The family moves.  Now Roo is the one who changes as he goes from Mr. Popular back home to someone trying to make his way with all new friends and routines as he finishes high school.  But Poppy is ecstatic. The whole family keeps her secret and no one here has ever known her as anyone but Poppy.  She has three best girlfriends and her life is wonderful.  Until one day the secret leaks out and the family's life explodes.

This is a wonderful book.  Rosie and Penn are some of the best parents I've ever seen portrayed and the love and support they give their children is amazing.  Most readers will feel that they might have come up short in the parenting department when they read about this family.  It explores secrets and how deadly they prove to be and the relationships and connections families have as they try to grow up and connect with the outside world.  It also explores the hot topic of transgender children and the high suicide rate this group is burdened with.  This book is recommended for literary fiction readers.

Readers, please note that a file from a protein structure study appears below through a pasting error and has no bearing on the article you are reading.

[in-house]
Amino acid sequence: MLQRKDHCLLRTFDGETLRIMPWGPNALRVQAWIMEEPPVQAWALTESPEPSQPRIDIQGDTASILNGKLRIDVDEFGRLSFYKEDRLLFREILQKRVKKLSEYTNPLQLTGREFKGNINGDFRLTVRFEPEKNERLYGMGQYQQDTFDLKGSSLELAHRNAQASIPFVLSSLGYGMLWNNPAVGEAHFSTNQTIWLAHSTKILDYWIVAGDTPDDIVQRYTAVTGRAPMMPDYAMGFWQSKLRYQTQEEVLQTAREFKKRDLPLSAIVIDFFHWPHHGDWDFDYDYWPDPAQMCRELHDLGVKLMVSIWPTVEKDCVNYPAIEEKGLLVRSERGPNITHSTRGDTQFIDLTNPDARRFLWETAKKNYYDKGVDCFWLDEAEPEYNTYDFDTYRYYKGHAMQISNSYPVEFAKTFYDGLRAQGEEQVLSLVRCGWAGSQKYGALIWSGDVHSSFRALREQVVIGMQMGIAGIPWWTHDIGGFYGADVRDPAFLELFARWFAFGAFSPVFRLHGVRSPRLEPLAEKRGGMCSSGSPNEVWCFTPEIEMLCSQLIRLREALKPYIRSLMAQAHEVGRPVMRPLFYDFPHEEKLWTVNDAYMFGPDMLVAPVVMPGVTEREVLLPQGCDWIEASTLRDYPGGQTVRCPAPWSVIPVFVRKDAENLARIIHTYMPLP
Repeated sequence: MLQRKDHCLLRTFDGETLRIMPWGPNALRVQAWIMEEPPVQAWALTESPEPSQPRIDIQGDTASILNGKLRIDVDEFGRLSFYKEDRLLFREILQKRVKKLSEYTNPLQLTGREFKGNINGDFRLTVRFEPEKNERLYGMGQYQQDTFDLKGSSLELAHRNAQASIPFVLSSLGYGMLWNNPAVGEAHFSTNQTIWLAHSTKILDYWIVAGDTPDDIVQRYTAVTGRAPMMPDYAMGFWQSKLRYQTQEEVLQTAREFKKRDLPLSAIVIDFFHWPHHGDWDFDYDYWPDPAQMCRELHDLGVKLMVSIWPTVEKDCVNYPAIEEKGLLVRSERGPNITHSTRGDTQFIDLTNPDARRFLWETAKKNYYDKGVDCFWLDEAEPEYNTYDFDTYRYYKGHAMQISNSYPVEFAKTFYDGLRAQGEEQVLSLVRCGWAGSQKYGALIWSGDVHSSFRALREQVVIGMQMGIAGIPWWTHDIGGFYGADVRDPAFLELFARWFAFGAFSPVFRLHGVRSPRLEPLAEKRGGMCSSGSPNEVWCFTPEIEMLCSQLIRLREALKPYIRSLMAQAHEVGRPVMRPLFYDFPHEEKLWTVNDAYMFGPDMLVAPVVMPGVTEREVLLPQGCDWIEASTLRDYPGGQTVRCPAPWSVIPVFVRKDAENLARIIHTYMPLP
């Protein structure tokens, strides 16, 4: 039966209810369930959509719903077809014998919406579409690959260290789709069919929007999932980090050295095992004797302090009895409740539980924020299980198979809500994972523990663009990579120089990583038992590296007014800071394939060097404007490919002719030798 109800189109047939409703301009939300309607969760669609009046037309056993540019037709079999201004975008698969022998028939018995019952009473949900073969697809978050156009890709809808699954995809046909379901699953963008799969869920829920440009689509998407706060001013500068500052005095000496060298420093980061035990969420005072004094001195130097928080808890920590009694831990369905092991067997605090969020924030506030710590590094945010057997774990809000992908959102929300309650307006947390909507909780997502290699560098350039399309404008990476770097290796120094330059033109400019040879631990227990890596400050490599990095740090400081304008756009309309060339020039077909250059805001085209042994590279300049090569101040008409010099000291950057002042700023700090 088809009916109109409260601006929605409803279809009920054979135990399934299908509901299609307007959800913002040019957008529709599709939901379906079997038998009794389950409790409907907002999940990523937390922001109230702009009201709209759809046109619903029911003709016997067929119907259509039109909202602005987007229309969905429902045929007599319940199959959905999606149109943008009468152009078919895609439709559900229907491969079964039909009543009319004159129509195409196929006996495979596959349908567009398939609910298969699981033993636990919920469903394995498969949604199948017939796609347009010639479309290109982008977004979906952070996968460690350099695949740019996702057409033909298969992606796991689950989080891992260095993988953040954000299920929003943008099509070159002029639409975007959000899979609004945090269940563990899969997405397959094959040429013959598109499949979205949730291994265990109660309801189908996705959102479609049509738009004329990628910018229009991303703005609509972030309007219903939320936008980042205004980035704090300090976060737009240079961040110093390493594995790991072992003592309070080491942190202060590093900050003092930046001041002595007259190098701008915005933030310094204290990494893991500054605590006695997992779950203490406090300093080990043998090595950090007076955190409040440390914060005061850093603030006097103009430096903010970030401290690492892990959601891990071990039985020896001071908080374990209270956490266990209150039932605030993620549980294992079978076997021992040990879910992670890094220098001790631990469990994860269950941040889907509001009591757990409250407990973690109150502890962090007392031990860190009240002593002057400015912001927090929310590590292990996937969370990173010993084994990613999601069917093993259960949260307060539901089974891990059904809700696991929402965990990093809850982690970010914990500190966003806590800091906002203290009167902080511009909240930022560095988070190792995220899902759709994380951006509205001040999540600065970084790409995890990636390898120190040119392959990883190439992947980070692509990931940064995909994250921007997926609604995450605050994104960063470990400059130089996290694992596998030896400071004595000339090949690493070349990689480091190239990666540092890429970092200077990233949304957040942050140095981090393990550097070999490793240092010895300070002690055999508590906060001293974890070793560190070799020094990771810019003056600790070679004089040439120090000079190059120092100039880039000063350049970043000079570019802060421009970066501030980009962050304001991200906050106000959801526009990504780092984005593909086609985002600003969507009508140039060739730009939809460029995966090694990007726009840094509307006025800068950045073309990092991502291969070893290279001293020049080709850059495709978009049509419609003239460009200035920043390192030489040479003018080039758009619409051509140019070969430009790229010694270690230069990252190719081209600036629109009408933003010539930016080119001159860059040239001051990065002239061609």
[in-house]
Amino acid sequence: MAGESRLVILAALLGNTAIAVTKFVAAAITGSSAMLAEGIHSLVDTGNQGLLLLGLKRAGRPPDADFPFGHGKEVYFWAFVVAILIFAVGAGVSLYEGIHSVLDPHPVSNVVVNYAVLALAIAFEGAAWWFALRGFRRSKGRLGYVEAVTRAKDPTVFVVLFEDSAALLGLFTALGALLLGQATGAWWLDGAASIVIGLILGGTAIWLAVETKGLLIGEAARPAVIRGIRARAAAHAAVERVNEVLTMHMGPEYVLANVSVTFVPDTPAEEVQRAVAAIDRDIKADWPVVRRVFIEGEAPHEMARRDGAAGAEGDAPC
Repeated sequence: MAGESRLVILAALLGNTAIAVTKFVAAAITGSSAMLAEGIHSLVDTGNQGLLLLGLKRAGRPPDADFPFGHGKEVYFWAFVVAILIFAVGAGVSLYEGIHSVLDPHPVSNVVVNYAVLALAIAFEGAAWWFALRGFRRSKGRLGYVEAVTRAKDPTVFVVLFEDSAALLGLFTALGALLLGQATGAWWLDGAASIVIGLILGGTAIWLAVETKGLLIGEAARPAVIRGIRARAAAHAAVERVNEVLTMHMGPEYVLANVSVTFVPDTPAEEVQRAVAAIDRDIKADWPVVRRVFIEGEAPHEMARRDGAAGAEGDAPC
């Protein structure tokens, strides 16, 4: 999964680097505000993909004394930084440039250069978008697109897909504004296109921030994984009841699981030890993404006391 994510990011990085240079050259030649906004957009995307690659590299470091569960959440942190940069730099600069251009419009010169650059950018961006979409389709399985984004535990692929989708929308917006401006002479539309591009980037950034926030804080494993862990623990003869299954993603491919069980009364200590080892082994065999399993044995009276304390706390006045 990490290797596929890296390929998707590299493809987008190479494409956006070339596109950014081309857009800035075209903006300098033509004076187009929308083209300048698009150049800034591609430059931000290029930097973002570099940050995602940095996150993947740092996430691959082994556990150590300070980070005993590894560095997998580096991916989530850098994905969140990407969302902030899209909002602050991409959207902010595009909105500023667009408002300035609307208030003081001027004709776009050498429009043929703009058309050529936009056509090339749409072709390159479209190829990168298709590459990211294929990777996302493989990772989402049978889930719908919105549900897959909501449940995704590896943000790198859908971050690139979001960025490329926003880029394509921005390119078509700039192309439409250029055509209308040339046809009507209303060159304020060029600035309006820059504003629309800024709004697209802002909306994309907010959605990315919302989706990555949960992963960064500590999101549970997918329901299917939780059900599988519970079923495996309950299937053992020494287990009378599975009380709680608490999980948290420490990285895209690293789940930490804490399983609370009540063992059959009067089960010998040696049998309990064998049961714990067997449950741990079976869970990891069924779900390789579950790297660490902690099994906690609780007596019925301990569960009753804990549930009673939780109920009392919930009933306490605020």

Friday, October 21, 2022

The Death Of Jane Lawrence by Caitlin Starling

 

When spinster Jane Lawrence's guardians decide to move abroad, she is left with a choice to make.  Should she accompany them?  She decides instead that she will get married.  Not a conventical marriage but one where she and the man she marries will respect each other but live as separate entities.  She meets and approves of a local doctor, Augustine Lawrence.  Her demand is to be able to work and keep the books of his practice; his only demand is that she will never go to his ancestral home.  They marry and the first days pass easily.

But an unforeseen event leads Jane to Augustine's home and she starts to learn that he isn't exactly the man she thought she had married.  He is keeping secrets and she slowly starts to learn them.  She also realizes that she is actually in love with him and he with her.  But can she live with a man who has hidden a first marriage from her as well as the fact that his wife died during an operation he performed?

Jane meets with a group of Augustine's college friends and they introduce her to beliefs in magic and the practice of it.  When Augustine disappears, Jane tries to locate and save him with the black magic Augustine was adamantly against.  Will she be successful?